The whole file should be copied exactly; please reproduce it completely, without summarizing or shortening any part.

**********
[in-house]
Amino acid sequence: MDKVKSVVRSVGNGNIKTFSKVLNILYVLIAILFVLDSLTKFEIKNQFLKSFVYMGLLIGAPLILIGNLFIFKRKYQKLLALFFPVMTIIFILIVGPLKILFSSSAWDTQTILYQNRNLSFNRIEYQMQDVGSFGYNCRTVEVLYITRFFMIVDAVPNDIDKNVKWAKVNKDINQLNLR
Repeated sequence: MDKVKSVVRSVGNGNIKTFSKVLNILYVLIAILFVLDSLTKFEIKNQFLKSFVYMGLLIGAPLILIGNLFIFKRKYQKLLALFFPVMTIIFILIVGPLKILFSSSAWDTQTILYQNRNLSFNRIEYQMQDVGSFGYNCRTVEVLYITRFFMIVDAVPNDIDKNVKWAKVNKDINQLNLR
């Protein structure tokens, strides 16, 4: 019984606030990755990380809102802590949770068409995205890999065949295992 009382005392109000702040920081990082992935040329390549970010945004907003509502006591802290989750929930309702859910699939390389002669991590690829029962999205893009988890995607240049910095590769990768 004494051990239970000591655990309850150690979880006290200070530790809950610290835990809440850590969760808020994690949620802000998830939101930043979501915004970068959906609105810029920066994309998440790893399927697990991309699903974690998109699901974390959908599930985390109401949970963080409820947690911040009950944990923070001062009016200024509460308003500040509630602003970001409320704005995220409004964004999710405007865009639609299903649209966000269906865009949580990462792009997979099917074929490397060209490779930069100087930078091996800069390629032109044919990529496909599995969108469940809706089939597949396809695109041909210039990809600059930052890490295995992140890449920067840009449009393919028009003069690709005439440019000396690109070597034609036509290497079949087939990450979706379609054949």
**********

[in-house]
Amino acid sequence: MDKVKSVVRSVGNGNIKTFSKVLNILYVLIAILFVLDSLTKFEIKNQFLKSFVYMGLLIGAPLILIGNLFIFKRKYQKLLALFFPVMTIIFILIVGPLKILFSSSAWDTQTILYQNRNLSFNRIEYQMQDVGSFGYNCRTVEVLYITRFFMIVDAVPNDIDKNVKWAKVNKDINQLNLR
Repeated sequence: MDKVKSVVRSVGNGNIKTFSKVLNILYVLIAILFVLDSLTKFEIKNQFLKSFVYMGLLIGAPLILIGNLFIFKRKYQKLLALFFPVMTIIFILIVGPLKILFSSSAWDTQTILYQNRNLSFNRIEYQMQDVGSFGYNCRTVEVLYITRFFMIVDAVPNDIDKNVKWAKVNKDINQLNLR
């Protein structure tokens, strides 16, 4: 019984606030990755990380809102802590949770068409995205890999065949295992 009382005392109000702040920081990082992935040329390549970010945004907003509502006591802290989750929930309702859910699939390389002669991590690829029962999205893009988890995607240049910095590769990768 004494051990239970000591655990309850150690979880006290200070530790809950610290835990809440850590969760808020994690949620802000998830939101930043979501915004970068959906609105810029920066994309998440790893399927697990991309699903974690998109699901974390959908599930985390109401949970963080409820947690911040009950944990923070001062009016200024509460308003500040509630602003970001409320704005995220409004964004999710405007865009639609299903649209966000269906865009949580990462792009997979099917074929490397060209490779930069100087930078091996800069390629032109044919990529496909599995969108469940809706089939597949396809695109041909210039990809600059930052890490295995992140890449920067840009449009393919028009003069690709005439440019000396690109070597034609036509290497079949087939990450979706379609054949």